Of the many titles and nicknames I have had over the years, “The Rookie” or (cornier) “Newbie” got my back up the most. For you, it may have been: “The New Guy” or “Greenhorn,” “The Boot” or “Last In.” For many of us, those are not terms of endearment. “Come on! I was hired knowing something about this job! I have potential and capability, built on quality schooling, valuable internships and relevant job experience.”
In the Situational Leadership® Model, a person is R1 when the leader doesn’t see ability (consistently demonstrated skill) for that task and has doubts about task-specific willingness (either confidence or commitment and motivation). We qualify R1 as “Unable and Insecure or Unwilling.”
Now, no person is ever “R1.” Let’s be clear: Every person—even a new person—will almost certainly find tasks and behaviors required in their job for which they are R2 (Unable but Confident or Willing). If they quickly demonstrate a “sustained, acceptable level” of ability, they will have some tasks for which they are R3 (Able but perhaps working through some Insecurity about performing without a supervised safety net) or even R4 (Able and Confident and Willing).
So why is being R1 for a task such a “negative?!” Dare I say, even seen as a “curse?!”
This isn’t judgement—it’s assessment.
Well, let’s first acknowledge that most of us want to do what we do at a high level. “I want to be known as not only proficient at my tasks, but excellent! I want high marks and ratings on performance reviews, which bring recognition and rewards and raises.” Of course.
However, for whatever reason, when we find ourselves at R1, we frequently do our best to keep that a secret (especially when we lack trust in our leader). The risk we incessantly spin in our heads goes something like this:
“If I let on that I am an R1 for this (and other) tasks, I will be out the door before long!”
“What?! Really?!” Yes, friend. It’s not just you. We have all had those thoughts at some point.
The truth about R1: If you are new to the task, confidence is your strongest-felt need. We build our confidence initially “off the backs of others” as we work with our manager, peers and teammates to develop skills under their tutelage. Wouldn’t it be better to simply own your readiness to perform and “raise your hand for help” rather than hoping nobody “catches on” and everything “just sort of works out some way?”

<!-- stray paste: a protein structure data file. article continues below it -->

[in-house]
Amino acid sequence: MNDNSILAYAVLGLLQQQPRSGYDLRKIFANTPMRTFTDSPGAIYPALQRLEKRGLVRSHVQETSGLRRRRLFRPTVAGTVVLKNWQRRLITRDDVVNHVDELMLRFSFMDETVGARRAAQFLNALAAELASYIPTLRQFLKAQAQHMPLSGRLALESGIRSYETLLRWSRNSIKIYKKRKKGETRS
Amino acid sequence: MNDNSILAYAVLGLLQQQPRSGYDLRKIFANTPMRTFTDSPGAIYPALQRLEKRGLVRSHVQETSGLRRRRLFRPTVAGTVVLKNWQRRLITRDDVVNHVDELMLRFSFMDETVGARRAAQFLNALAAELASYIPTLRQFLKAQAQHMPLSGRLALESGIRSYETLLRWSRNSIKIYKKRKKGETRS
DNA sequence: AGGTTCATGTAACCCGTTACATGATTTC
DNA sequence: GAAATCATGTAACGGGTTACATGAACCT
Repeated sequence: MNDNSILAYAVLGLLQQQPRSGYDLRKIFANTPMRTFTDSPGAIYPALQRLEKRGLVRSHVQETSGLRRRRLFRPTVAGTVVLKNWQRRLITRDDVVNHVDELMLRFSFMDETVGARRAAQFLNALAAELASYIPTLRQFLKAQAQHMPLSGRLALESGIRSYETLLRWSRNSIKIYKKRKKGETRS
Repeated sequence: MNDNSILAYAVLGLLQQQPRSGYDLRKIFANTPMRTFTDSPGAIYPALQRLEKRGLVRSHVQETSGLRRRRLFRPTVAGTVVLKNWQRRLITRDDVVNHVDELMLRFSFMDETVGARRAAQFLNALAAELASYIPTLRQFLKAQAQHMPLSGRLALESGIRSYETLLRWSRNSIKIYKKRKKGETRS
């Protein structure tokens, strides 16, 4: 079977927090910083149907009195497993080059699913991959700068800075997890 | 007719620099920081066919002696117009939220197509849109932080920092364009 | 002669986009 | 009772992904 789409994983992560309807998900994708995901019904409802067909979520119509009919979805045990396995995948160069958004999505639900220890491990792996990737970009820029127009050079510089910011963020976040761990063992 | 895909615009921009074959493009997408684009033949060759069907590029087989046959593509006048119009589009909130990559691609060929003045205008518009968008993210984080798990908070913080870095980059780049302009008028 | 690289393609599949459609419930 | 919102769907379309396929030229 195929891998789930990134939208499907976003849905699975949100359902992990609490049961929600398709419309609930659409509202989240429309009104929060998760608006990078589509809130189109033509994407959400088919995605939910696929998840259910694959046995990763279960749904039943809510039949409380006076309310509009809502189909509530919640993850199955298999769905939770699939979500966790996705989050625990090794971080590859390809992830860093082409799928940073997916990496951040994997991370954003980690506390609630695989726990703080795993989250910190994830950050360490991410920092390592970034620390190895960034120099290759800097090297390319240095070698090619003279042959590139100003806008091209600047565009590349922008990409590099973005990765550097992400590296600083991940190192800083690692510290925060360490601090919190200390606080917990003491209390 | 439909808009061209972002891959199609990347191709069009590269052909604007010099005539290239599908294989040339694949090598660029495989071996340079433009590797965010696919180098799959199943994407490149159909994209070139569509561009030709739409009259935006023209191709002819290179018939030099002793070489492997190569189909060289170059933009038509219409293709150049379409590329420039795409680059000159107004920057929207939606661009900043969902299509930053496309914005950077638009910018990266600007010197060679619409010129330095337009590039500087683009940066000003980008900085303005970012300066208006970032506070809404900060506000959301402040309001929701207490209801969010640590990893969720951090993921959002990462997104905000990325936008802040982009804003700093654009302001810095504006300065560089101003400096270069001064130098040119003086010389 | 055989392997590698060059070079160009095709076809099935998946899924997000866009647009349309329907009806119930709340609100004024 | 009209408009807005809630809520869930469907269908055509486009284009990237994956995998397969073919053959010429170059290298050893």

More truth: Some come to R1 for this task from R2. We came in with great confidence and willingness, then suddenly realized, “This is more difficult than I thought. It’s taking longer than I expected to build competency and skill. My confidence is now waning, and I’m feeling a bit insecure about this task. To mask that, though, I’ll procrastinate, or avoid or see if someone else will do it.”
Greater truth: Some of us come to R1 for this task from R3 or R4. “I do know how to do this; I have knowledge, experience and skill. But when the new boss came in and refused to trust me with this task, even after I proved myself … When it came down ‘from the top’ that we must now complete this task with new software, under new protocols, in half the time we used to … When I did it at R4 for so long and got so little recognition for it … Then I began to withhold performance, basically delivering what I perceived they wanted, or deserved, from me.”
Ouch. If that hits close to home, be encouraged by these couple of steps you can take. Let’s earn ourselves a new nickname or two: “Go-Getter,” “Trend Setter,” “High Potential,” “Transparent Apprentice!”
- Take a reality check. Are you at R1 for any of your key tasks or behaviors? What issue might you address that could unlock your insecurity and/or unwillingness for those tasks to accelerate your performance to R3 and R4?
- Commit to one adjustment you can make—something to stop or something to start—that will give you a powerful focus for increased Performance Readiness®.
- In performance review conversations ahead, contract with your manager for the best leadership style to match your Performance Readiness® for specific key tasks.